A recent visit found a very wide range of folk music from around the world as well as country, bluegrass, blues (including Paramount blues from Grafton, Wis.), and, for want of a better word, outsider music (and not just the outsiderism of naive or self-taught musicians).
While Mueller said he is excited to see the local interest for vinyl, he’s skeptical about a recent resurgence in vinyl.
“I don’t know how real that is,” he said. “For me it’s always been a thing.”
In March Bay Vinyl Records opened in the back of a small commercial enterprise in what looks like a residence sandwiched between the Dairy Queen and Valvoline Instant Oil Change on Egg Harbor Road. It is the most traditional of the three new records stores in that in addition to selling new and used vinyl, you can also buy a made-in-America Orbit turntable made by U-Turn Audio.
Owners Alan Kassien and Steve Allen previously operated Jefferson Street Books in Sturgeon Bay, where they sold some albums.
“Last year we moved the bookstore to Fish Creek [Fish Creek Book Shop and Gallery in the Top of the Hills Shops] and people were coming in and asking ‘Where are the records?’” Steve Allen said. “We looked at it and thought, we should do this because no one else up here is doing it. After almost a year of planning, we got in that space in December but didn’t open it until March.”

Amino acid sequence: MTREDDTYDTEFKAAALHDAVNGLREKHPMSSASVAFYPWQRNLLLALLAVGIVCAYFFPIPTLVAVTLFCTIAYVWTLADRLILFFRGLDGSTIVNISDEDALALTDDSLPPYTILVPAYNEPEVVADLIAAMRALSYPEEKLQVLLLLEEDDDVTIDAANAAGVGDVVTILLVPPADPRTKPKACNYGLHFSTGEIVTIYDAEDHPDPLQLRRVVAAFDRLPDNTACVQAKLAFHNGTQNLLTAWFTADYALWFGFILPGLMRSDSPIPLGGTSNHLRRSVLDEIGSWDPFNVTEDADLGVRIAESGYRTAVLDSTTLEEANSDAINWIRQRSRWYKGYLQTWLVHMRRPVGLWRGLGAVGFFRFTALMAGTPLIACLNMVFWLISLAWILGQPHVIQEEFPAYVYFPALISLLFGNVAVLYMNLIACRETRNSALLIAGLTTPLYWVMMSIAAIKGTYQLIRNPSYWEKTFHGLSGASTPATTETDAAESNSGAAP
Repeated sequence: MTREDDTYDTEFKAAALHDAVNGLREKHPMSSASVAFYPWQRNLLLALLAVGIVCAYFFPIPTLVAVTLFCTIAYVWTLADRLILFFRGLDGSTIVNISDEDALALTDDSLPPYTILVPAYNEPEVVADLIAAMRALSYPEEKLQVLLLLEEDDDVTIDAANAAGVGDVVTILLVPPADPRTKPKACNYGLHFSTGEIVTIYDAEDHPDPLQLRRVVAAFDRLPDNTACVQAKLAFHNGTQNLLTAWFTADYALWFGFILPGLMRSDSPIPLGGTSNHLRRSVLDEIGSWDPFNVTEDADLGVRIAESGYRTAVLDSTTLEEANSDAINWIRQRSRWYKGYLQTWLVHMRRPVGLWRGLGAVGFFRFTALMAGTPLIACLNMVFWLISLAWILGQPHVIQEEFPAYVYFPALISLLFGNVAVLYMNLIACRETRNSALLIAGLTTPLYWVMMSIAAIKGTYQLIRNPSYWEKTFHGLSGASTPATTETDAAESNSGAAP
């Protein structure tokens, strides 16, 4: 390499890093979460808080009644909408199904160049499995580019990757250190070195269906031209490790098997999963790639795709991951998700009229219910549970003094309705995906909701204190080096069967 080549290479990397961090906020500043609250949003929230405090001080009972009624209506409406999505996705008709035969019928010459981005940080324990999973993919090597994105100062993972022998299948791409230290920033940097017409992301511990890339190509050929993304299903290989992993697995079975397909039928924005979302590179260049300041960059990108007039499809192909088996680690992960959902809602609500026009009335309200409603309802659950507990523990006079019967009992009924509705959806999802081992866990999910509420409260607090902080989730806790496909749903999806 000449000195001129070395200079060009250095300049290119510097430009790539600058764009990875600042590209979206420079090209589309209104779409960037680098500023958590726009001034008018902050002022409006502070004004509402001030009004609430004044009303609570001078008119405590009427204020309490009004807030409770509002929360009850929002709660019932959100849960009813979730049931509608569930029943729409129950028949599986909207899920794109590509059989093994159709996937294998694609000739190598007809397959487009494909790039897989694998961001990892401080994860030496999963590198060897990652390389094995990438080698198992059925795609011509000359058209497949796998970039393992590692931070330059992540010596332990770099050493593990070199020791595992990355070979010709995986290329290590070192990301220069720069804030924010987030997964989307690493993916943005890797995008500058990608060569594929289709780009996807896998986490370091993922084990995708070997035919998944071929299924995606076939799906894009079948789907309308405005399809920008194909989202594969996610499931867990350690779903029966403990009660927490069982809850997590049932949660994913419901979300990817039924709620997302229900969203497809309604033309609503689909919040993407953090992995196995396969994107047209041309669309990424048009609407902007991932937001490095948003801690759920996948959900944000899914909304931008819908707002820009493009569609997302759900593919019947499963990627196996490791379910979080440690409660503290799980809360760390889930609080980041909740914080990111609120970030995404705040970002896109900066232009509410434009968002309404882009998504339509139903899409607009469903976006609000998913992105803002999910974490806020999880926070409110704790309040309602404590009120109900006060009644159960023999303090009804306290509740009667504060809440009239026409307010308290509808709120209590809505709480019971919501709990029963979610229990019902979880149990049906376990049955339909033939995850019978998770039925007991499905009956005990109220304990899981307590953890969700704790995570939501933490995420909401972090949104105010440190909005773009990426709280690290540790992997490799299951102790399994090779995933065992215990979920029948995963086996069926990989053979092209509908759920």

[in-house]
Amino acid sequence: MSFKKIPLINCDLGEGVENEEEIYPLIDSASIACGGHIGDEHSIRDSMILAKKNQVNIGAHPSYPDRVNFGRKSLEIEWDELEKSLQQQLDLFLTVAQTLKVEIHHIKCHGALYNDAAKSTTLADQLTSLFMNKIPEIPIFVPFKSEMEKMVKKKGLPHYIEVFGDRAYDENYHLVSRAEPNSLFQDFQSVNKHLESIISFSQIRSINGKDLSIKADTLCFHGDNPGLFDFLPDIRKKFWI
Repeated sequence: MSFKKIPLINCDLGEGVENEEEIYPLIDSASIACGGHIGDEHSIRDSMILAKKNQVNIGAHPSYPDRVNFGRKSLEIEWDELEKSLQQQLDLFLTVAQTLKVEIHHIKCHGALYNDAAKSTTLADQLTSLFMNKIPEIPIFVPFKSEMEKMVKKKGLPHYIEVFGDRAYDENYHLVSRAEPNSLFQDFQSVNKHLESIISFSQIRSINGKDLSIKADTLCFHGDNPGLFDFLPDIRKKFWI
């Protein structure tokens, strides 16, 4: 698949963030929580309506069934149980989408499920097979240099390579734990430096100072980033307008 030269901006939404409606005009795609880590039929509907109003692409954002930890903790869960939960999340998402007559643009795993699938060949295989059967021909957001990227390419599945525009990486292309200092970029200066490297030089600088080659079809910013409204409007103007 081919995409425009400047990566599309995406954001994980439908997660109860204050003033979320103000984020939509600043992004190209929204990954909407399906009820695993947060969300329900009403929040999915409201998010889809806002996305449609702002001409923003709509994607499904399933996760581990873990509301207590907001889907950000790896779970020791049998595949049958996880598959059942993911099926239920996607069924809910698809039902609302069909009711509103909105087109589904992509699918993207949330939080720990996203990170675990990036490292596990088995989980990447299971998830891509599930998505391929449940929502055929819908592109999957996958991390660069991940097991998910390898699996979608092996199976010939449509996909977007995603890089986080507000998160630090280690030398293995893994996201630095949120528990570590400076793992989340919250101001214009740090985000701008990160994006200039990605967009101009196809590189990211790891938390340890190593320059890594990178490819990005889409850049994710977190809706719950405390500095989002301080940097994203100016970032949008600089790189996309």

While they already had stock to sell from their old store, they also started hunting for collections of 500 to 1,000 records.
“People are downsizing,” he said. “Most everywhere we went, it was older folks who either lost interest or are leaving the area. We kind of lucked out. One of the collections was 1,500 records, and about 1,000 were near mint classic rock.”
In addition to classic and indie rock, they also sell jazz, classical and have a very large collection of opera that belonged to Egg Harbor music critic and educator Erik Eriksson, who died in 2008.
“We haven’t sold any opera yet,” Allen added.
Both owners said they were surprised at the demographics of the record store customers.
“All ages are coming in for something,” Allen said. “The 40-somethings are coming in because they sold their collection at some point and now are rebuilding in vinyl.”
That is certainly the case for Tim Alrand, who was in the store recently with his son Cyrus.
“I grew up with vinyl, listening to Van Halen, Kiss, all of those groups,” Tim said. “For me, it’s so nostalgic to see it making a comeback. I have younger sons who didn’t even know what the record player was when I bought it from Target, and when we put the first ones on there, they were amazed. They were just absolutely amazed. To have a place open like this, it’s nostalgic to walk in. I’m just getting a kick seeing some of these old albums I used to have growing up. I appreciate it. It’s fun.”